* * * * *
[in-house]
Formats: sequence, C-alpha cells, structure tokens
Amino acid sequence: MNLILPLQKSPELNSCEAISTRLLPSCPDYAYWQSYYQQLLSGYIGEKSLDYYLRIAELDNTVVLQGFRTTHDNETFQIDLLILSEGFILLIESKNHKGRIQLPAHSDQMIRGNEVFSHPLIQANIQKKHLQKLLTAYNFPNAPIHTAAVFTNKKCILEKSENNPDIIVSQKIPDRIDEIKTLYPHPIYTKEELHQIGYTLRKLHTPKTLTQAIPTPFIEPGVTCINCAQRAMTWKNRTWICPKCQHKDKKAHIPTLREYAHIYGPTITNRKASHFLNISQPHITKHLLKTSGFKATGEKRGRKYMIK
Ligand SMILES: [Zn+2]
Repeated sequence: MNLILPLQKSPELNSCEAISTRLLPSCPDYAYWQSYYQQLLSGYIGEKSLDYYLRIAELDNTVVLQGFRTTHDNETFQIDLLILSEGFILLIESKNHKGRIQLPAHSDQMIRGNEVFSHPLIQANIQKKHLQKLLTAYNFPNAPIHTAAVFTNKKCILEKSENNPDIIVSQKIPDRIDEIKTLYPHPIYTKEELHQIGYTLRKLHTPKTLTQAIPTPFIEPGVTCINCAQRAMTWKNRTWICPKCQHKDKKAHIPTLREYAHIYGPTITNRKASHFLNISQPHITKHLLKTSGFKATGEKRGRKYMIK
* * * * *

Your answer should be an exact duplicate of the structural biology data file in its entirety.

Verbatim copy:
[in-house]
Formats: sequence, C-alpha cells, structure tokens
Amino acid sequence: MNLILPLQKSPELNSCEAISTRLLPSCPDYAYWQSYYQQLLSGYIGEKSLDYYLRIAELDNTVVLQGFRTTHDNETFQIDLLILSEGFILLIESKNHKGRIQLPAHSDQMIRGNEVFSHPLIQANIQKKHLQKLLTAYNFPNAPIHTAAVFTNKKCILEKSENNPDIIVSQKIPDRIDEIKTLYPHPIYTKEELHQIGYTLRKLHTPKTLTQAIPTPFIEPGVTCINCAQRAMTWKNRTWICPKCQHKDKKAHIPTLREYAHIYGPTITNRKASHFLNISQPHITKHLLKTSGFKATGEKRGRKYMIK
Ligand SMILES: [Zn+2]
Repeated sequence: MNLILPLQKSPELNSCEAISTRLLPSCPDYAYWQSYYQQLLSGYIGEKSLDYYLRIAELDNTVVLQGFRTTHDNETFQIDLLILSEGFILLIESKNHKGRIQLPAHSDQMIRGNEVFSHPLIQANIQKKHLQKLLTAYNFPNAPIHTAAVFTNKKCILEKSENNPDIIVSQKIPDRIDEIKTLYPHPIYTKEELHQIGYTLRKLHTPKTLTQAIPTPFIEPGVTCINCAQRAMTWKNRTWICPKCQHKDKKAHIPTLREYAHIYGPTITNRKASHFLNISQPHITKHLLKTSGFKATGEKRGRKYMIK